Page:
TikTok, Telegram banned in Somalia Effective August 24th

The government of Somalia has announced it is banning TikTok, Telegram and 1XBet an online betting platform. Internet service providers have been told to disable access to these services by August 24th 11:30pm. Failure to do so, according to the statement, will lead to unspecified legal action.

The government says it is taking the significant step in its ongoing battle against terrorism. The decision, announced on Sunday by the Ministry of Communications and Technology, cited the use of these platforms by “terrorists” to spread propaganda and misinformation.

In a statement released by the Ministry of Communications and Technology, the minister highlighted the crucial role of the banned platforms in the propagation of extremist content: “In a bid to accelerate the war and elimination of the terrorists who have shed the blood of Somali people, the minister of communication and technology instructs companies that provide internet services to suspend TikTok, Telegram and 1XBET betting applications, which terrorists and groups responsible for spreading immorality use to spread graphic clips, photos and mislead society.”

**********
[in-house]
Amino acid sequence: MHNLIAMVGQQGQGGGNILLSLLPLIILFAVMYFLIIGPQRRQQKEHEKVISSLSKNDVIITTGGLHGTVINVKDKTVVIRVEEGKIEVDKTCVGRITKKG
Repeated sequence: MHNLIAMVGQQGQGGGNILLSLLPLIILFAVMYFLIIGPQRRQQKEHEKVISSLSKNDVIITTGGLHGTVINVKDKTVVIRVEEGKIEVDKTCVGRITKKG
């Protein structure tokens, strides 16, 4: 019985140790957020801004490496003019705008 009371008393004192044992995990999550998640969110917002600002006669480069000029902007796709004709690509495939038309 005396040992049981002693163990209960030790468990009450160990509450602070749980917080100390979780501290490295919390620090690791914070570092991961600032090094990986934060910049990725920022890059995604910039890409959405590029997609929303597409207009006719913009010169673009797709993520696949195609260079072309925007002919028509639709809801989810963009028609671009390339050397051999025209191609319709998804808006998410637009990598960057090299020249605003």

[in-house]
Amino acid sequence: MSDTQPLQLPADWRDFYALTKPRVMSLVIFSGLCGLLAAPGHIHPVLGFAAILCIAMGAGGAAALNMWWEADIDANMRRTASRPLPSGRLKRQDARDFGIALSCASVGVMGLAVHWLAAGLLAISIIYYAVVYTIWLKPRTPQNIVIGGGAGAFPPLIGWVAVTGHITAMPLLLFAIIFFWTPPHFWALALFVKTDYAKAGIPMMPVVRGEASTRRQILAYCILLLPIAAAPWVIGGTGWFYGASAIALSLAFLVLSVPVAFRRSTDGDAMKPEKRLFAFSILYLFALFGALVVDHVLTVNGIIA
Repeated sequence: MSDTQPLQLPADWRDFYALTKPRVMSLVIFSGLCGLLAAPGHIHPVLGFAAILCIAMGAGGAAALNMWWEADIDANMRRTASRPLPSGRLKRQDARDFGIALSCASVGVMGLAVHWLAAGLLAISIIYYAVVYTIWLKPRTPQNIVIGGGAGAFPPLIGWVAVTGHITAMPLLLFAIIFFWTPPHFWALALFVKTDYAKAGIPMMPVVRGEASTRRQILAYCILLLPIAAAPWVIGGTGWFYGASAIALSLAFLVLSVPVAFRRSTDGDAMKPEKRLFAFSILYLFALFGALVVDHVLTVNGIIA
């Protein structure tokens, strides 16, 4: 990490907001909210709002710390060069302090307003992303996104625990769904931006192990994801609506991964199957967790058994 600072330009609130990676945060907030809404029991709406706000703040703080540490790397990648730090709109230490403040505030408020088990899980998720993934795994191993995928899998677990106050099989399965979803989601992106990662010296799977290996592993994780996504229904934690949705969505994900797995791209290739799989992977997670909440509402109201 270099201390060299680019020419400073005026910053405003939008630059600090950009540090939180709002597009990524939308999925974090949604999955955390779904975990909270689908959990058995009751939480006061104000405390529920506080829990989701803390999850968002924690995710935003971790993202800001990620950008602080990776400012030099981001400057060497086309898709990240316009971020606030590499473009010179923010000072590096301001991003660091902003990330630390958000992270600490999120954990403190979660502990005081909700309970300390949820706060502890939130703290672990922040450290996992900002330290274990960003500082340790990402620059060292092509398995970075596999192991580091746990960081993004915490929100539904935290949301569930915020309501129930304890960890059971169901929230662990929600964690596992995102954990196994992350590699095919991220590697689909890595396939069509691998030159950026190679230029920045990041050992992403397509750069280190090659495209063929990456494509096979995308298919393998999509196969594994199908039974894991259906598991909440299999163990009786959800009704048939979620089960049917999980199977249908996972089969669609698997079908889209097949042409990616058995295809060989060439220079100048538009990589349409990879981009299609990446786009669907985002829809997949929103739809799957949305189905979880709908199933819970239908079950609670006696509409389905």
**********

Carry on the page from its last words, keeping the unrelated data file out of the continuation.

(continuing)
In Kenya, right now there’s also conversation around the potential ban of TikTok. The Kenyan National Assembly is reviewing a petition submitted by one Bob Ndolo, who asserts that the platform’s unregulated content is inciting violence, hate speech, and explicit material among the youth. The potential ban has garnered mixed responses from the public. Although the assembly acknowledges TikTok’s significance to young people, a total ban might be challenging due to the app’s socioeconomic impact.

Ndolo’s petition highlights concerns about TikTok’s unregulated content and its potential negative effects on academic performance and mental health in Kenya’s youth. He also cites the platform’s data privacy issues and the ongoing scrutiny faced by the company in the US. Reactions in Kenya are divided, with some supporting the ban due to explicit content concerns, while others criticize the effort, suggesting a focus on more pressing matters like economic recovery and corruption.

But would a ban make any sense? Users will easily circumvent restrictions by using VPNs. Instead, calling on TikTok for proper moderation of content makes more sense, both in Kenya and Somalia.

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